Most Friday mornings, we walk the few blocks into town for breakfast at the diner. Old trees, mostly ragged Silver Maples, fill the tree lawns that front the even older homes in the historic district. Enroute, we stop to pet the aging yellow lab sunning herself in someone’s front yard — she starts wagging her tail when she sees us coming from the end of the block. We say hello and call by name the several cats we encounter, as well as the few other people moving about at that time. As Mister Rogers used to say, “It’s a beautiful day in the neighborhood!”
It has always seemed more logical, more neighborly, to use local businesses whenever you can. I mean, these people are your neighbors, so why wouldn’t you patronize them? Sure, you can drive over to the big mall or strip center and shop at franchise and nationally-owned stores, and maybe that’s appropriate for some goods and services, but still it is kind of a soulless experience. The local hardware store doesn’t always have everything I need, but one of the sales people will be able to help me figure out what I need and how to use it. For really knotty homecare problems, they may have to get the old guy from the basement to explain it to all of us. In addition, after a while you get to know those guys and they get your level of expertise. I frequently see them about town. They have a local investment, as do I.
I think that’s what neighborhood may mean — you have some ownership of the place. It’s not just owning a house or a business, it’s being a part of a place and its people. The local experience can be interesting. You get to speak to people you may not know, but recognize as locals. You can frequent the same places and be greeted by people that know you. The homeless street guy on his favorite perch in the sun doesn’t panhandle us any more — he knows we’ll say hello, but don’t make donations.
And you have an investment in how the place works. You can influence local decisions more easily than you can regional, statewide or national ones. We visit with the waitress or owner at our favorite bar/restaurant and comment on the menu, the music they play, the games they show on the TV and the quality of the live music. We’re regulars, and that gives us some recognition. It also helps with issues before the city council or other local government entities, including city staff.
Beyond that, supporting local endeavors can be fun. Our local Saturday farmer’s market teems with people and dogs, has live music and a wide variety of wares to scrutinize. On a nice summer day, you can mingle with your neighbors, people-watch to your heart’s content, try some exotic flavors offered by visiting food trucks, and get some of the freshest fruits and vegetables for the week’s meals.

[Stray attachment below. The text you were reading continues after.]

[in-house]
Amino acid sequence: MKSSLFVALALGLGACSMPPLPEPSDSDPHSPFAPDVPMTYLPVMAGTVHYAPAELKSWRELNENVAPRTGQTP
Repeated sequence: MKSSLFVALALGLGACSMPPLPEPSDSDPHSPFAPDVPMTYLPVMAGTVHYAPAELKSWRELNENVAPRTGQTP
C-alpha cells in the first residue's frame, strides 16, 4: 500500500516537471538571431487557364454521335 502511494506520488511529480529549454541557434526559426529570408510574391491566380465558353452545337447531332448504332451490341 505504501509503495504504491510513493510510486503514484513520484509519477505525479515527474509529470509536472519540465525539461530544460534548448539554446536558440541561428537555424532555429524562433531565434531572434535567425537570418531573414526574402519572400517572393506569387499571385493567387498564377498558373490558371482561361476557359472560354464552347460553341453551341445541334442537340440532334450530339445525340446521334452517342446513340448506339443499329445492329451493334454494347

Dan Nosowitz reported on a new study from UC Davis about the impact of buying directly from farmers through farmer’s markets or community supported agriculture. Benefits included:
“… higher quality produce, faster delivery times, supporting small farmers.” In addition, “the conclusion is decisive: Buying directly from farmers has a disproportionately large impact on the local economy … At its core, the study found that a dollar spent buying directly from a farmer has about twice the impact on the local economy as spending a dollar on food that goes through a middleman — a supermarket, for example. There are all kinds of reasons for that: Farmers who sell directly to consumers tend to buy more supplies locally, which can benefit seed and equipment sellers in the area; and they also tend to hire more local labor, which in turn benefits the community.”
But the concept is not limited to farmers. Almost any local business provides many of the same benefits to the local economy and community. Economists estimate that the impact of a single job can result in a factor of 2 to 2.5 other jobs. Every paid employee is an additional consumer that impacts other local businesses. If you patronize local businesses, you support not only the business itself, but their employees, which in turn support other businesses.
Each business and resident pays directly or indirectly into local property taxes and each business pays other local taxes of some sort. So, buying locally provides revenue to not just the business, but to your local government as well. Taxes give them money to spend on the services that you receive, including streets, utilities, security, public spaces, schools, planning and many others. (I note that government’s role is to provide services that are not market-driven. Sure, sometimes they appear to compete with commercial enterprises, but all kinds of services would not be viable or fairly administered if only market-driven.) As a result, patronizing local businesses helps to keep your taxes lower.
Benefits to local government and businesses improve the livability and viability of the community. It becomes or remains a place where people want to live and conduct the business of their daily lives, which in turn results in more sustainability for people and businesses. Neighborhood becomes synonymous with community.
Per Mr. Rogers, “It’s a beautiful day in the neighborhood, a beautiful day in the neighborhood! Won’t you be my neighbor?”
Dan Nosowitz , Another Reason to Buy Directly From Farmers: You Could Help the Local Economy More, July 28, 2016, Modern Farmer